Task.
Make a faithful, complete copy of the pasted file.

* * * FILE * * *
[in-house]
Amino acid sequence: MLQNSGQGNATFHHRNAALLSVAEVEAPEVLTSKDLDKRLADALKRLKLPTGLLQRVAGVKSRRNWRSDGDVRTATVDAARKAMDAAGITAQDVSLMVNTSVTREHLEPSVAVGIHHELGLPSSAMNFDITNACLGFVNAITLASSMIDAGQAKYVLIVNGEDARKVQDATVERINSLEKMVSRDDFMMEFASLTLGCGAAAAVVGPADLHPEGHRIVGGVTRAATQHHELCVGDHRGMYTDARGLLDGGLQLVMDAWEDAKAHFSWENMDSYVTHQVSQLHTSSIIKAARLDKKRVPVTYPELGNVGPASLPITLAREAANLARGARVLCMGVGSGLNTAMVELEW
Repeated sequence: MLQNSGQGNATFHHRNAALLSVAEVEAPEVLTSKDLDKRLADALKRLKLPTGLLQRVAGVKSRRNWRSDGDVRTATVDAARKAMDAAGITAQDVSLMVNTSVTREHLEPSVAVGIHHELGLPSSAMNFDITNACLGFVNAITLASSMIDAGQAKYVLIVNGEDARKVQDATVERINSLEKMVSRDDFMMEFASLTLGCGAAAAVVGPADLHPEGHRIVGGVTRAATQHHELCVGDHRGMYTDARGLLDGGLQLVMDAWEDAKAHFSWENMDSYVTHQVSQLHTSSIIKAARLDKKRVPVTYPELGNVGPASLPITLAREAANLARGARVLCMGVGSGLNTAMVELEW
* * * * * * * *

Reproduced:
[in-house]
Amino acid sequence: MLQNSGQGNATFHHRNAALLSVAEVEAPEVLTSKDLDKRLADALKRLKLPTGLLQRVAGVKSRRNWRSDGDVRTATVDAARKAMDAAGITAQDVSLMVNTSVTREHLEPSVAVGIHHELGLPSSAMNFDITNACLGFVNAITLASSMIDAGQAKYVLIVNGEDARKVQDATVERINSLEKMVSRDDFMMEFASLTLGCGAAAAVVGPADLHPEGHRIVGGVTRAATQHHELCVGDHRGMYTDARGLLDGGLQLVMDAWEDAKAHFSWENMDSYVTHQVSQLHTSSIIKAARLDKKRVPVTYPELGNVGPASLPITLAREAANLARGARVLCMGVGSGLNTAMVELEW
Repeated sequence: MLQNSGQGNATFHHRNAALLSVAEVEAPEVLTSKDLDKRLADALKRLKLPTGLLQRVAGVKSRRNWRSDGDVRTATVDAARKAMDAAGITAQDVSLMVNTSVTREHLEPSVAVGIHHELGLPSSAMNFDITNACLGFVNAITLASSMIDAGQAKYVLIVNGEDARKVQDATVERINSLEKMVSRDDFMMEFASLTLGCGAAAAVVGPADLHPEGHRIVGGVTRAATQHHELCVGDHRGMYTDARGLLDGGLQLVMDAWEDAKAHFSWENMDSYVTHQVSQLHTSSIIKAARLDKKRVPVTYPELGNVGPASLPITLAREAANLARGARVLCMGVGSGLNTAMVELEW